Sensor De-mosaicing and Southwest Colors

I have been pondering the way in which the method by which digital images are captured is affected by what is being photographed.  As part of my workflow, I render 1:1 versions of the images and then quickly weed out the ones that are not sharp.  This needs you to be able to see some detail in the shot that shows whether the sharpness is there.  I have found that, if a Southwest Airlines 737 is in the new color scheme, something odd happens.

Digital image sensors actually capture one of three colors.  Each pixel is sensitive to a certain color – either red, green or blue – courtesy of a filter.  They colors are arranged on the sensor in a pattern called a Bayer pattern.  The camera then carries out calculations based on what the pixels around each location see to calculate what the actual color should be for each location.  This process is known as de-mosaicing.  It can be a simple averaging but more complex calculations have been developed to avoid strange artifacts.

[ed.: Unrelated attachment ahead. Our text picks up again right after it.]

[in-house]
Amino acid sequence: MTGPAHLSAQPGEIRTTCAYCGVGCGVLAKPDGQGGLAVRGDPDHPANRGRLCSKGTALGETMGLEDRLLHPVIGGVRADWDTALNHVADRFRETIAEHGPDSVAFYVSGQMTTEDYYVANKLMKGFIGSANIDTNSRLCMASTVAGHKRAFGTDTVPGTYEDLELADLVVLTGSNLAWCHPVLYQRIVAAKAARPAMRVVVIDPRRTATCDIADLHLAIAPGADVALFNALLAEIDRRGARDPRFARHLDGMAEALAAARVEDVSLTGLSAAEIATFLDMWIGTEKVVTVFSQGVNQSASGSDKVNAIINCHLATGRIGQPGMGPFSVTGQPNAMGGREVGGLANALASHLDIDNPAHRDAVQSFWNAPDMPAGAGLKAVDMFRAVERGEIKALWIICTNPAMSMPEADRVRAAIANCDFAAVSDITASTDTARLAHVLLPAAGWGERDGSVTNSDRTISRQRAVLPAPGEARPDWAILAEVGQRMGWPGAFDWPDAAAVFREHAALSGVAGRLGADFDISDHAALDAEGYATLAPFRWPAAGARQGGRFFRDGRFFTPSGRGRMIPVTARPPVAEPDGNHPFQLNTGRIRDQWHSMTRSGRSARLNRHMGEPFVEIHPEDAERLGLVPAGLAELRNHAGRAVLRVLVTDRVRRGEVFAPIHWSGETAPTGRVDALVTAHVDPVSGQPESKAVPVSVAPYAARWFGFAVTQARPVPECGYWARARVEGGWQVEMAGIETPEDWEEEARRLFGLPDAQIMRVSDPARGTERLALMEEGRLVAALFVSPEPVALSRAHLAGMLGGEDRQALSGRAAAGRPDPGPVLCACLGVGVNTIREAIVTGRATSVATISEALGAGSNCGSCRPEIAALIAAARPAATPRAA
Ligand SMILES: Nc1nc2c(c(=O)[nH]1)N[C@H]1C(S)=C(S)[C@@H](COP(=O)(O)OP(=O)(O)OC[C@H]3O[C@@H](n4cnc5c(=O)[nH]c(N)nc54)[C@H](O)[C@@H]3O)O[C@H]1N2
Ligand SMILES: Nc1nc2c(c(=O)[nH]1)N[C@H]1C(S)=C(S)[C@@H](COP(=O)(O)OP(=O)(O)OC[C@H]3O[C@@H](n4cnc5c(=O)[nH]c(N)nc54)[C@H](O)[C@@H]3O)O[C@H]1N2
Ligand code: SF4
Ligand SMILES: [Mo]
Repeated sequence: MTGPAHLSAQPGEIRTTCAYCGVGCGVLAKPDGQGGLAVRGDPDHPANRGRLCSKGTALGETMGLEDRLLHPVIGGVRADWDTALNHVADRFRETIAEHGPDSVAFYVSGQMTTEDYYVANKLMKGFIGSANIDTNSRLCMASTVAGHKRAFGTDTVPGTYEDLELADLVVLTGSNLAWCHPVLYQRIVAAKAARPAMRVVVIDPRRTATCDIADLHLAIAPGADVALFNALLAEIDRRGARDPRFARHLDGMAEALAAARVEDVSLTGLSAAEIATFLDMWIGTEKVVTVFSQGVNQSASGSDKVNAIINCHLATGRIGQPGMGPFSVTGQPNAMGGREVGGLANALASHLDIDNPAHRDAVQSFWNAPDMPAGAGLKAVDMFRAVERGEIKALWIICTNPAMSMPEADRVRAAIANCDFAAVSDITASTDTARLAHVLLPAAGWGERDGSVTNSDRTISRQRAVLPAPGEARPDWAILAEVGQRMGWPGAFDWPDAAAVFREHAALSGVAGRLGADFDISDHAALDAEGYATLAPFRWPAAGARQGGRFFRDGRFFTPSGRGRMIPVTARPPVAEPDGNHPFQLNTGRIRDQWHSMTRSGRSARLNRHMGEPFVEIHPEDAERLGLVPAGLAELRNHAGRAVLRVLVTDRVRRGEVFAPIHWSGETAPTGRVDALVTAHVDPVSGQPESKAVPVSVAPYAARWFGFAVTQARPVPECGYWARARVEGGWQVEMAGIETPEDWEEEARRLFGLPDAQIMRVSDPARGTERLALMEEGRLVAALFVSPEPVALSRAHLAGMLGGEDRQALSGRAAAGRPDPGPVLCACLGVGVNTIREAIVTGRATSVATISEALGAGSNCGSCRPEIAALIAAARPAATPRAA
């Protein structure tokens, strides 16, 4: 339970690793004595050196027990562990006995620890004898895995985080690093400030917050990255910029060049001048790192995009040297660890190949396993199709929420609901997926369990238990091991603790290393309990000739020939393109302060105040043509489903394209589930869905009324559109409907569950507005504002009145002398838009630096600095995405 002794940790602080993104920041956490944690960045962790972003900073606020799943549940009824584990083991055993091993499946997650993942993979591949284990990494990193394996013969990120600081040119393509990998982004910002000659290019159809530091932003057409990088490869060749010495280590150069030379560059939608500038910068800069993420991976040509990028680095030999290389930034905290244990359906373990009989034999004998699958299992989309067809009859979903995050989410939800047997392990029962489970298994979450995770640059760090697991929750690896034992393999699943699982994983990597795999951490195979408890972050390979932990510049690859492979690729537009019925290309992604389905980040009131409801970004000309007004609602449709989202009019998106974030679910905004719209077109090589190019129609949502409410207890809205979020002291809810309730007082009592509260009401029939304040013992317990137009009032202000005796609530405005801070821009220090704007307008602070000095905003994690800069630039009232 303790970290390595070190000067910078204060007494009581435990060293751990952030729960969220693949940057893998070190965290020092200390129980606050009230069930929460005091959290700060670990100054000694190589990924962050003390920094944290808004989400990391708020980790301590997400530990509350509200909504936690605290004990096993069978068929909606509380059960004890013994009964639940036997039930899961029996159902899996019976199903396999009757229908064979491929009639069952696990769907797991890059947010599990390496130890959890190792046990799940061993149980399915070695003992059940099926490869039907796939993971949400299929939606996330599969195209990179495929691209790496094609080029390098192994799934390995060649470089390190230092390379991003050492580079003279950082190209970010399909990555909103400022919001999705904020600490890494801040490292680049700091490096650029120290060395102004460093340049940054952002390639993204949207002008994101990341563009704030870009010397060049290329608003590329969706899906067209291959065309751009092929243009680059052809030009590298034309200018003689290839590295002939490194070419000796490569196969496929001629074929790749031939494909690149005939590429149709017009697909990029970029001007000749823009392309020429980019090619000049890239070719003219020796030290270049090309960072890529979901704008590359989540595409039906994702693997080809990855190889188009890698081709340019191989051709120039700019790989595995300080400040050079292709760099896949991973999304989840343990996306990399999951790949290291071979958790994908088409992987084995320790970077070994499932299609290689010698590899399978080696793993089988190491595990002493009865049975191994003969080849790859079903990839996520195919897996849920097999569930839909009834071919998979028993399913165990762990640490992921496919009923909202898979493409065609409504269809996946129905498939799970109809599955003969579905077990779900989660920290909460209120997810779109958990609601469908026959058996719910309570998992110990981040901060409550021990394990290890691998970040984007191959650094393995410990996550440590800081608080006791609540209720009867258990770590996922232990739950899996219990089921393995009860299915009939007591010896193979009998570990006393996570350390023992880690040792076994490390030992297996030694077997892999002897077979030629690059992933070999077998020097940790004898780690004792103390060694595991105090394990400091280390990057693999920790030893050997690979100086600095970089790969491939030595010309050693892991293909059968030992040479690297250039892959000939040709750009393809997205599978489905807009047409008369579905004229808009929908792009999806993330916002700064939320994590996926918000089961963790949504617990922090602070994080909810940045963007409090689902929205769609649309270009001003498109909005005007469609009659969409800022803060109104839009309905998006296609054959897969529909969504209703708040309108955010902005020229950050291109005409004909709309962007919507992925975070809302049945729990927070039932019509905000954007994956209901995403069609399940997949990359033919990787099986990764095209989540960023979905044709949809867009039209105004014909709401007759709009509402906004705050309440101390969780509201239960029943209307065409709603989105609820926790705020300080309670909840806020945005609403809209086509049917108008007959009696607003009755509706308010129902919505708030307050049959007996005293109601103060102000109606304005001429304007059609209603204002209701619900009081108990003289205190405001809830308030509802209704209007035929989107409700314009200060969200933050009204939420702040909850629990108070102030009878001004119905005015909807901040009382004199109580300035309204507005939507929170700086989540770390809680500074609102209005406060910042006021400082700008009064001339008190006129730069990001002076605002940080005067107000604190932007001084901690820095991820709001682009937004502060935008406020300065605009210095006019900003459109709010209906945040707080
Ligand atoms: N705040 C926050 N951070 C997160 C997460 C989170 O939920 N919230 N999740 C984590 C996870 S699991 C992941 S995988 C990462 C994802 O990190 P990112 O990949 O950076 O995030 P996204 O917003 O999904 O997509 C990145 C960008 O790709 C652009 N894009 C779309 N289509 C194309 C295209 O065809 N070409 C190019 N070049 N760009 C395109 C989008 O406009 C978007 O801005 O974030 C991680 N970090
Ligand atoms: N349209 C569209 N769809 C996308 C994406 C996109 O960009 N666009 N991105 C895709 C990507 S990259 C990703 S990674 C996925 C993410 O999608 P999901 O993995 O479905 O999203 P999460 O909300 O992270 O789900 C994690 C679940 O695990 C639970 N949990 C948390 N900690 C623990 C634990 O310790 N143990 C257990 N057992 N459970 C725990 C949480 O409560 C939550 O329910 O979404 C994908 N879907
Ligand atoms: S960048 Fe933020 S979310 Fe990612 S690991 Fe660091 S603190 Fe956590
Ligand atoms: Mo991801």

When I photograph the new Southwest scheme, something strange occurs around the N number on the rear fuselage.  It looks very blotchy, even when every other part of the airframe looks sharp and clear.  I am wondering whether the color of the airframe and the color of the registration digits are in some way confusing the de-mosaicing algorithm and resulting in some odd elements to the processed image that weren’t there in real life.  If any of you have photographed this color scheme, can you see whether you had something similar and, if you did or didn’t, let me know what camera you were shooting with so we can see if it is manufacturer specific or not.

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